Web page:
Rebel: Johnson’s rules could be amended, to allow another challenge

LONDON (Parliament Politics Magazine) – As Dominic Raab said, the “democratic result” of the vote should be honoured, rebel Conservatives have given Johnson until the party convention to reverse course, or rules would be changed to allow another challenge.

After weeks of outrage at lockdown-breaking parties at Downing Street and suspicions that the party’s direction is causing a polling dip, Johnson lost the confidence of 41% of his MPs in a vote on his leadership on Monday night.

This week, the prime minister will try to reclaim control of the political agenda by announcing that the government would introduce legislation to overrule portions of the Northern Ireland protocol, a move that is certain to exacerbate tensions with some critics of the party.

On Thursday, he will deliver a significant address on housing, including plans to expand the right to buy to housing associations.

This week will also see the release of a significant review of NHS leadership, which will aim to “level up” failed trusts. Johnson will inform his cabinet on Tuesday morning, on fresh proposals to reduce childcare costs in the coming weeks, which are largely expected to allow carers to take on more children.

Johnson will also restate his intention to improve delivery at cabinet, focusing on the cost of living, the NHS backlog and crime among other issues.

He’ll argue that that was a government that delivered on what the people of the country cared about most, citing government accomplishments such as household support and police officer recruitment.

“Today, I commit to continue to meet these objectives. We are on the side of the hardworking British people, and we will get the job done.”

Tobias Ellwood, one of Johnson’s most vocal detractors, warned on Tuesday that the opposition to him was so strong – with 148 MPs voting against him – that he only had months to turn things around. Johnson should be safe from challenge for a year under existing party rules, although rules can be amended by the 1922 Committee’s backbench executive.

A lot of work was there to be done: a restructure was now required – bringing in fresh talent and truly starting focusing on the fundamental challenges, he told Sky News.

They should do things that appeal to the whole country, not just their base – more exciting policies than Channel 4 privatisation and the return of imperial measurements, but a serious economic policy that would truly assist to address the cost of living crisis, he said.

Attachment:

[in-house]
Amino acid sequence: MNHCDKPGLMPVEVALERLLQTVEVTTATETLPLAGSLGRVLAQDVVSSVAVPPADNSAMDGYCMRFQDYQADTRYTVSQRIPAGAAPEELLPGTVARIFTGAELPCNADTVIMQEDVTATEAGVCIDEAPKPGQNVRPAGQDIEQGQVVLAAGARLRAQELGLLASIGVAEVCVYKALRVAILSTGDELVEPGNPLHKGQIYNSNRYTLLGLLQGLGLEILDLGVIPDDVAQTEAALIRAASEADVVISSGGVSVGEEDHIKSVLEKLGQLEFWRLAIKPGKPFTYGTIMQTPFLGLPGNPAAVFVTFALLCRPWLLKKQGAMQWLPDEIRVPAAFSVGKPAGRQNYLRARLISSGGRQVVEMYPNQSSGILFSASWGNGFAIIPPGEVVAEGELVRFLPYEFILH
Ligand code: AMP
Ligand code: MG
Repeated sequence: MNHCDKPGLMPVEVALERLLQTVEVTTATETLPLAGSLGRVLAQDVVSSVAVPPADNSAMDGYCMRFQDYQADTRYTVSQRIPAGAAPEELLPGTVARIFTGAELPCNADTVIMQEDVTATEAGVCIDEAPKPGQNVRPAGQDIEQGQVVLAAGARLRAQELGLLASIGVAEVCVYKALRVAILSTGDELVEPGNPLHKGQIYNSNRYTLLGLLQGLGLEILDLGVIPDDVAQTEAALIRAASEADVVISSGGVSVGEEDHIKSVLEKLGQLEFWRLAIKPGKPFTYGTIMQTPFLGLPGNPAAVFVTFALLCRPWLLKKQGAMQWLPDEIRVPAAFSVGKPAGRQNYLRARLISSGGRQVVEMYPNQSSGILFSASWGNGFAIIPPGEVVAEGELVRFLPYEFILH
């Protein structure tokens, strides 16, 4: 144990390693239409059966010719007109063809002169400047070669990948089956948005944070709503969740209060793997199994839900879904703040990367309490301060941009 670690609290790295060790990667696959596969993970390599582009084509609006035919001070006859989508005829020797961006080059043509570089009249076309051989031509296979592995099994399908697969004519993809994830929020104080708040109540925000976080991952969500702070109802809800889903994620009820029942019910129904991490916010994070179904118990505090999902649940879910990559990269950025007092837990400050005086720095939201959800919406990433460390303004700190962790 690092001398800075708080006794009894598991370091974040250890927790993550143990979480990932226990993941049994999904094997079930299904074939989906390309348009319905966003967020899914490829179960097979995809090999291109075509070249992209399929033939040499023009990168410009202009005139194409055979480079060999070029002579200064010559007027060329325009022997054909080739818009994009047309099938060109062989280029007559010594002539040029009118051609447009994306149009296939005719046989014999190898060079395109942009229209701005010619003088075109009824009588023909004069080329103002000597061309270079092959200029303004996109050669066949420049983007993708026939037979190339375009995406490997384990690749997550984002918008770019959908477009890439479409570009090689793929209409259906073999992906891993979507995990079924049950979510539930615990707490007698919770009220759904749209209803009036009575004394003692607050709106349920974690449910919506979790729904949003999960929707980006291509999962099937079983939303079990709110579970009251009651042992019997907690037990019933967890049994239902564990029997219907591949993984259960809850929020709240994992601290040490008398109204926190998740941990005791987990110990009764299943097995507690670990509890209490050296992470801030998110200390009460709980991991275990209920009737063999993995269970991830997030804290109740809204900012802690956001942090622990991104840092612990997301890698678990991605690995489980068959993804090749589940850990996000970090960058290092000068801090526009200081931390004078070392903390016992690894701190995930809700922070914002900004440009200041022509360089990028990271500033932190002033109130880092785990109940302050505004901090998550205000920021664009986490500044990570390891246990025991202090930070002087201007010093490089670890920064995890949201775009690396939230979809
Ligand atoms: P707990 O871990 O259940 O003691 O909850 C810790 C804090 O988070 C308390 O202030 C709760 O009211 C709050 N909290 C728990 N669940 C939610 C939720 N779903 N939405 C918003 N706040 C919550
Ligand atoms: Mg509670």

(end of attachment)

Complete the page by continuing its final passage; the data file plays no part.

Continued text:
He believed they were talking a matter of months, up to party conference [at the beginning of October], he said when asked how long he thinks Johnson will be prime minister.

Following Monday’s confidence vote, Raab said the Conservatives should “draw a line in the sand.” It had been a clean and decisive victory. They were  moving forward to deliver for the people of the country, and that was how they showed their citizens that they were doing the right thing.

When asked if he could trust on his dissenting colleagues to back initiatives, Raab responded, saying that when you looked at their policy agenda, there was a huge amount that united them together.

Potential Conservative defeats in byelections in Wakefield, West Yorkshire, and Tiverton and Honiton, Devon, according to the deputy prime minister, are not indicative of the party’s fortunes.

By elections were often an opportunity for a protest vote in a way that a general election wasn’t, he stated on LBC. Governments frequently lost byelections before winning them in a general election. But they would do everything in their power to win both seats and support both of those outstanding candidates.

Johnson should “set his mind to getting out,” according to former Tory leader William Hague, in order to give the party a fresh start. While Johnson had survived the night, he wrote in the New York Times, the damage done to his premiership was grave.

Words had been spoken that couldn’t be taken back, reports had been published that couldn’t be undone, and votes had been cast that reflected a level of rejection that no Tory leader had ever experienced or survived. He needed to recognise that deep down and focus on going out in a way that saved the party and country such anguish and uncertainty.